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Toledo Complex

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Toledo Assembly Complex
The plant has been home to the Jeep brand since the 1940s.
LocationToledo, Ohio
Coordinates41°41′N 83°32′W / 41.69°N 83.53°W / 41.69; -83.53
ProductsOff-road vehicles
Employees6,093 (2022)[1]
Area312 acres (1.26 km2)[1]
Volume3,640,000 sq ft (338,000 m2)[1]
Address4400 Chrysler Drive

The Toledo Assembly Complex is a 3,640,000 sq ft (338,000 m2) automotive factory complex in Toledo, Ohio. Now owned by Stellantis North America, sections of the facility have operated as an automobile assembly plant since 1910, initially for Willys-Overland. The Toledo complex has assembled Jeeps since the 1940s, and comprises two factories: Toledo North and Toledo South, which includes the Stickney Plant and the Parkway Annex.

FCA (the predecessor of Stellantis NA) announced that the Toledo Machining Plant would assemble the power electronics module and components for the Jeep Wrangler Plug-in Hybrid launched in 2020.[2]

Toledo South[edit]

The original Willys-Overland factory (1915)

The "Toledo South Assembly Plant" is the original Jeep CJ assembly factory. It was rebuilt to manufacture the JK Wrangler for Jeep, starting in August 2006. The plant consists of two interconnected units, the "Stickney Plant" (4000 Stickney Ave) and the "Parkway Annex" (1000 Jeep Parkway). In recent years, the Parkway facility has done basic assembly and painting of the Jeep Wrangler.

The antiquated arrangement of the old operation included operations spread through a disorganized array of buildings, which required that vehicles and components be moved through multiple building levels. The final assembly of cars occurred at Stickney, but facility constraints required that bodies had to be painted at Parkway and then moved through tunnels and across bridges to reach the assembly line. Both the Stickney and Parkway sites were replaced by Toledo Supplier Park in 2007.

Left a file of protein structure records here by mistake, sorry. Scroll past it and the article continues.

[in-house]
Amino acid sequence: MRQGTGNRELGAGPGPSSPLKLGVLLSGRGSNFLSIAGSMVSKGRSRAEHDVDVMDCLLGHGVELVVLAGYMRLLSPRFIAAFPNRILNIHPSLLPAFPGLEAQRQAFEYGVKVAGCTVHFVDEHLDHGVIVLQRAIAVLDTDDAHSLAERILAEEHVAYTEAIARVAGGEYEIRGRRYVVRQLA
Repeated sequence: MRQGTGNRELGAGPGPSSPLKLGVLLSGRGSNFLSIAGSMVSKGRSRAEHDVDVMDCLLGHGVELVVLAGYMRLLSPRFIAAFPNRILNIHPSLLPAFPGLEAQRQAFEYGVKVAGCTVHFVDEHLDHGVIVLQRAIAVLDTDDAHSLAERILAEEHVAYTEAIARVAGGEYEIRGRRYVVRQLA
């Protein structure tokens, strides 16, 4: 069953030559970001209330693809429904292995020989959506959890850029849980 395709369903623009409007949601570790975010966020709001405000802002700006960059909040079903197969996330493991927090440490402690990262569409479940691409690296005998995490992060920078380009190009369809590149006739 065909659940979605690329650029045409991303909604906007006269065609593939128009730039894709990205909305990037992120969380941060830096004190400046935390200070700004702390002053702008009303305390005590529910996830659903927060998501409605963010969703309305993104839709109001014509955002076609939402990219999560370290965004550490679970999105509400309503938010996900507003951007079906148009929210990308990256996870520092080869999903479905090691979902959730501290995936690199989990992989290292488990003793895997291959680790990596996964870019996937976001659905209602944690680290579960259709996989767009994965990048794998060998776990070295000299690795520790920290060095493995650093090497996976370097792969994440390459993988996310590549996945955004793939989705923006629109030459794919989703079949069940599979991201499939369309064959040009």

The Stickney Plant (41°41′40″N 83°31′31″W / 41.69444°N 83.52528°W / 41.69444; -83.52528 (Stickney Plant / Toledo Supplier Park)) was opened in 1942 by Autolite and sold to Kaiser-Jeep in 1964. It was a machining and engine plant until 1981 when American Motors Corporation (AMC) converted it for vehicle production. The original Jeep Grand Wagoneer was made there from 1981 until the SJ model was discontinued in 1991. Thereafter, the final assembly of the Wrangler was moved there. In 1987, when Chrysler acquired AMC, it was renamed Toledo Assembly Plant.[3]


Smokestacks dating from 1910 at the Parkway Annex, Toledo Complex. The outer stacks were demolished in 2007

The Parkway Annex (41°40′57″N 83°33′55″W / 41.68250°N 83.56528°W / 41.68250; -83.56528 (Parkway Annex)) was opened in 1904 as a bicycle factory. Its use as an automobile assembly plant dates from 1910, when Willys-Overland purchased it. The plant began producing the Jeep in the 1940s. It was renamed the Toledo Assembly Plant when Chrysler purchased American Motors (AMC) in 1987. Basic assembly and painting of the Jeep Cherokee (1983-2000) and building bodies and painting of the Jeep Wrangler were done at the Parkway plant until 2006, when it was closed. Jeep Wrangler assembly was completed at the Stickney plant from 1993 until the Toledo Supplier Park opened in 2006 for the 2007 model.